Pope says sex is a beautiful thing and using Tinder to meet people is 'completely normal'
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Pope Francis has broken his silence on some controversial topics, saying that using dating apps to meet partners is 'normal' and the Catholic Church’s teaching about sex is 'still in diapers'.
In a new documentary released this week, the head of the worldwide Catholic Church spoke out on topics that are usually left alone by His Holiness.
The pontiff said: "Sex is one of the beautiful things God gave to human beings,” in a conversation with 10 Spanish-speaking young adults for the recently released documentary The Pope: Answers.
The intimate group, whose ages ranged from 20 to 25, included Catholics, Christians, atheists, agnostics and one Muslim.
They sat down with the Pope and quizzed him on a range of sensitive topics including sex, masturbation, the church’s sexual abuse crisis, racism, immigration, abortion and LGBTQ issues.
The film was recorded in June 2022 and released on Disney+ on Wednesday (5 April).
When Alejandra, a woman who creates adult content on livestreaming sites, asked him about pornography and masturbation, the Pope said pornography 'diminishes'.
He explained: "To express oneself sexually is something rich.
“Anything that diminishes a true sexual expression diminishes you as well, it renders you partial, and it diminishes that richness.
"Sex has a dynamic of its own. It exists for a reason. It’s an expression of love.”
While the 86-year-old admitted he didn't own a phone, Francis' answer was pretty surprising when he was asked about his thoughts on young people meeting on dating apps such as Tinder.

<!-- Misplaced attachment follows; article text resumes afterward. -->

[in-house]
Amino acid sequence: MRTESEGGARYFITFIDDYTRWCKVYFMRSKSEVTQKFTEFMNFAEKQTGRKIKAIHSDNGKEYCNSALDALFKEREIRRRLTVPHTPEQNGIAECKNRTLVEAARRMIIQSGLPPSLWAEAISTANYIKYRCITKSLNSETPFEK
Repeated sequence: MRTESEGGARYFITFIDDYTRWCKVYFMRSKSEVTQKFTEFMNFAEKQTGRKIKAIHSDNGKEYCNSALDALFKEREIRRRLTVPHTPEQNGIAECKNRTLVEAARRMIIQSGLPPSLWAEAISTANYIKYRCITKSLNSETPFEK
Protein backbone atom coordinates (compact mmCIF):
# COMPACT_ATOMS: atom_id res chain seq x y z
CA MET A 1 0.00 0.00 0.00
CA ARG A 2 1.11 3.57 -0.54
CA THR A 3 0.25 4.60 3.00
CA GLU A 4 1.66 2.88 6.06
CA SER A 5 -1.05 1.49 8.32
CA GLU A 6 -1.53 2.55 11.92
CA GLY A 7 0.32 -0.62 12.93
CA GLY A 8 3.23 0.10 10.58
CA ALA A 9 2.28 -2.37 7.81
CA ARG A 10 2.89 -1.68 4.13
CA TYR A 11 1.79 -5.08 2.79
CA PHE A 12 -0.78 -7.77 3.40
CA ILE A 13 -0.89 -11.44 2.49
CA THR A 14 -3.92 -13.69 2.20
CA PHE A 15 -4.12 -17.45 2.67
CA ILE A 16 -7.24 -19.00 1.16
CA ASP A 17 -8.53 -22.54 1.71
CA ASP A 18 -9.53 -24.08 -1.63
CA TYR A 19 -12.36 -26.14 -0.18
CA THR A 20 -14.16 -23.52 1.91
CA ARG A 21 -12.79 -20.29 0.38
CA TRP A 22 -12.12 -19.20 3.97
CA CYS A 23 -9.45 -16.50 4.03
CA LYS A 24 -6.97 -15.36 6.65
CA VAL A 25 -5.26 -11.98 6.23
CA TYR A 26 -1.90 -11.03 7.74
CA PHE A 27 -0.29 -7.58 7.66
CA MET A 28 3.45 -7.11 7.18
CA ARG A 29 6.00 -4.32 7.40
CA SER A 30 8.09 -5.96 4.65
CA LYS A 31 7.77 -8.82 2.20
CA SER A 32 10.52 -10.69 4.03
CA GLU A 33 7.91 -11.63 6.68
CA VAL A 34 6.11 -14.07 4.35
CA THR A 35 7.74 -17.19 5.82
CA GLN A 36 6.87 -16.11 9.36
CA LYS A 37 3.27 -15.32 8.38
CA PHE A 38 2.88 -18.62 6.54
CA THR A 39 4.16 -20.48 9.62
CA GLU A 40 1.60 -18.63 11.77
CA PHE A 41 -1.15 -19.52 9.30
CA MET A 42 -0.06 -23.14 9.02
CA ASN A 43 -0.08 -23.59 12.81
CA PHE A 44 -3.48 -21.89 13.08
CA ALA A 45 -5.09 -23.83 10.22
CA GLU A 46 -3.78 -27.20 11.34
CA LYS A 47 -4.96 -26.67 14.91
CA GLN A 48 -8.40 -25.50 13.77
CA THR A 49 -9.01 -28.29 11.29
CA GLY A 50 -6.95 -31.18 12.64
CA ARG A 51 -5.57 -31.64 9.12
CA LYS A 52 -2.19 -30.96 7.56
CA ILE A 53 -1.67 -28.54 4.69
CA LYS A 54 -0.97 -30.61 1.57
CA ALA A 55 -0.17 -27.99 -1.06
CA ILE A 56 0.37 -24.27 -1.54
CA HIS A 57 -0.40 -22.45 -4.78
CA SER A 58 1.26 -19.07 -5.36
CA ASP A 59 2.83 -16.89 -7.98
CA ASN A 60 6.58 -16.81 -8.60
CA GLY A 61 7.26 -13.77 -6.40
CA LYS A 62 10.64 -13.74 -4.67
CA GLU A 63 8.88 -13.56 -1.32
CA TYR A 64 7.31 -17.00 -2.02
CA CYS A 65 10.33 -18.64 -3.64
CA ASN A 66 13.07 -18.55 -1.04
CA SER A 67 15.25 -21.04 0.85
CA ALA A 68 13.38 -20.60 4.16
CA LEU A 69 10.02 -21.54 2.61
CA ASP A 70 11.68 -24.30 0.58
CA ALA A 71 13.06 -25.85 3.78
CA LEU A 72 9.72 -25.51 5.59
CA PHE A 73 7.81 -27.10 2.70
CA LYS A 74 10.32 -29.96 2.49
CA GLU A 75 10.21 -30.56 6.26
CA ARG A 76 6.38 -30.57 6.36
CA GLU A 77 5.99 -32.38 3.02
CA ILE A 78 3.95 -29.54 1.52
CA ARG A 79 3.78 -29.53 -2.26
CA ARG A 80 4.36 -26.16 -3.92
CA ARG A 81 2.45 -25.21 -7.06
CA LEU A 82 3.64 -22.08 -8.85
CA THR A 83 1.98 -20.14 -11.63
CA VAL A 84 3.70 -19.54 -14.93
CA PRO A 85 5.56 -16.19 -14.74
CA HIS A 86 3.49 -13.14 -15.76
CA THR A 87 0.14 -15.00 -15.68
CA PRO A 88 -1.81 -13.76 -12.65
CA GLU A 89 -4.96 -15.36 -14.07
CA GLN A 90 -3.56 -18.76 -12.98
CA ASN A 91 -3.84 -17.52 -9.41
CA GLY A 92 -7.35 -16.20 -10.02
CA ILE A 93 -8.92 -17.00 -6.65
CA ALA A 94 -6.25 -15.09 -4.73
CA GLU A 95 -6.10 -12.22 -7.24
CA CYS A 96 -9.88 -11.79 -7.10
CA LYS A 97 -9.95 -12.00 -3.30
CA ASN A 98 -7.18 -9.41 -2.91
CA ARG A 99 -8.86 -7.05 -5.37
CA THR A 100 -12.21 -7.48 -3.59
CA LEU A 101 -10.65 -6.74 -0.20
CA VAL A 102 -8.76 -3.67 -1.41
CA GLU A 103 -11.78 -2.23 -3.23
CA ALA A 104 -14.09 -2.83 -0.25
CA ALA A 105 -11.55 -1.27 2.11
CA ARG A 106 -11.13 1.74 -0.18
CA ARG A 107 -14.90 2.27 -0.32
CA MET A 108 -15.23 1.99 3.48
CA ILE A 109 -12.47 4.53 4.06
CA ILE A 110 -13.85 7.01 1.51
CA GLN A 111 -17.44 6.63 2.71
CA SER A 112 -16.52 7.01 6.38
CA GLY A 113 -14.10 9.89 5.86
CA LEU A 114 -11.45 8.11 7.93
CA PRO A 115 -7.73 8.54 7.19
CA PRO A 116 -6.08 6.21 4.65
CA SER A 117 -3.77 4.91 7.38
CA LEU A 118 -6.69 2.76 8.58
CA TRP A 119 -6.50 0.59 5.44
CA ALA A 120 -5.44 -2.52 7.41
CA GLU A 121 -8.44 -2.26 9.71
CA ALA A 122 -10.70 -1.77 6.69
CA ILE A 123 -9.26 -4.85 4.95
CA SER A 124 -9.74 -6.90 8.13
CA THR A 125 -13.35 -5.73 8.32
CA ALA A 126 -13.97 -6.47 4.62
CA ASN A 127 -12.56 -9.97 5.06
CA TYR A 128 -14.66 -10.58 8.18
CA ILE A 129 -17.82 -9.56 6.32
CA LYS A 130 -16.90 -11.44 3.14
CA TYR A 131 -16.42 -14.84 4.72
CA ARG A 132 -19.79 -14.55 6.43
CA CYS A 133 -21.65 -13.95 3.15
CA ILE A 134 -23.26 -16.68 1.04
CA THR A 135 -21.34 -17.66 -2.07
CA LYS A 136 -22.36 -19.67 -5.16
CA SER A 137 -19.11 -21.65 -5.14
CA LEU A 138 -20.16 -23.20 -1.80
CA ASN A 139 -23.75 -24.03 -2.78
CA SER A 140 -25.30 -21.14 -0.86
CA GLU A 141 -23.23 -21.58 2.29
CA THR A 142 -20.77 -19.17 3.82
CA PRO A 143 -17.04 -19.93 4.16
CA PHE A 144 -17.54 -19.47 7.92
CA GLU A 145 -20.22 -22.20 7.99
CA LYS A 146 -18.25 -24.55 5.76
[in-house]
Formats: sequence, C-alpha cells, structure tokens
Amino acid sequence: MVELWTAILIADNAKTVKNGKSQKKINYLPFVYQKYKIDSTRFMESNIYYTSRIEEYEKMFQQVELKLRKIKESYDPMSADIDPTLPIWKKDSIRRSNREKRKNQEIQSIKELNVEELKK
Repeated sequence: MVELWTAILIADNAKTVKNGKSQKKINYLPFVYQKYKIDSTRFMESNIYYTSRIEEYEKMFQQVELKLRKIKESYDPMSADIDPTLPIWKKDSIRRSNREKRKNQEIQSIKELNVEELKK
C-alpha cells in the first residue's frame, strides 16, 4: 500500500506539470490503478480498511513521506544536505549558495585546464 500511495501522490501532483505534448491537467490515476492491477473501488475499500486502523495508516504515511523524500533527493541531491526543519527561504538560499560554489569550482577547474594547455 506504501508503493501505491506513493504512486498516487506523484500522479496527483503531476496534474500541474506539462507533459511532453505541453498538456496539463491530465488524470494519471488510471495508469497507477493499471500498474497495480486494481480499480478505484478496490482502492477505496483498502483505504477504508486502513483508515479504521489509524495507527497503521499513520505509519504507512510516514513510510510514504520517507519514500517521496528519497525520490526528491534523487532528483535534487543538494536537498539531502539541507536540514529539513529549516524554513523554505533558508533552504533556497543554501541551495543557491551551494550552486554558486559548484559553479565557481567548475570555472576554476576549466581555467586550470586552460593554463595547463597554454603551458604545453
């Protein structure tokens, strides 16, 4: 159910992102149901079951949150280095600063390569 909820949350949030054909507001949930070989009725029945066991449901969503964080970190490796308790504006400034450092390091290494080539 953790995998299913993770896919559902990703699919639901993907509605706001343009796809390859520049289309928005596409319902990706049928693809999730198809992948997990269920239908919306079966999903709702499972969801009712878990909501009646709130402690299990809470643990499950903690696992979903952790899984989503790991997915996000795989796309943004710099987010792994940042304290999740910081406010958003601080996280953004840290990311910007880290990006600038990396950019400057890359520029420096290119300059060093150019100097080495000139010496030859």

“It’s normal. Young people have that eagerness to meet each other, and that’s very good," he enthused.
When the pontiff was bluntly asked whether he wanted to be in a relationship, he said he had once been in one.
"It was before I entered the seminary, but then I chose celibacy," he explained.
He also touched upon the fact that Christians don't have an up-to-date catechesis, or religious instruction, on sex.
He admitted it was 'still at a very early stage' adding that the 'catechesis on sex is still in diapers'.
Next onto the globally contentious topic of abortion and his advice to priests ministering women who have had terminations.
His said: “Do not ask many questions and be merciful, such as Jesus was.
"We should not send her to hell all of a sudden or isolate her, no. We should stay by her side.”
He stated his belief that abortion must be looked at 'scientifically, and with a certain coldness', adding that one month on from conception an embryo was no longer simply 'a bunch of cells that got together, but a systemised human life'.
Celia, identifying herself as nonbinary, asked Pope Francis if the church can hold space for the transgender, non-binary and LGBTQ+ community in general.
He began: “The church cannot close its doors on anybody.
"I don’t have the right to cast anyone out from the church. My job is to receive, always."
He's been celebrated as being more progressive than his papal predecessors for his views on the LGBTQ+ community, having called for the passage of civil union laws for same-sex couples to be legally recognised.
In January, he described laws that criminalise the LGBTQ+ community as 'unjust' and explained that God loves everyone just as they are.
The Pope’s openness was welcomed by the diverse group, describing him as 'laid back' saying there was 'not so much pomp about him.'
The documentary's release comes just days after Francis was hospitalised for three days with bronchitis.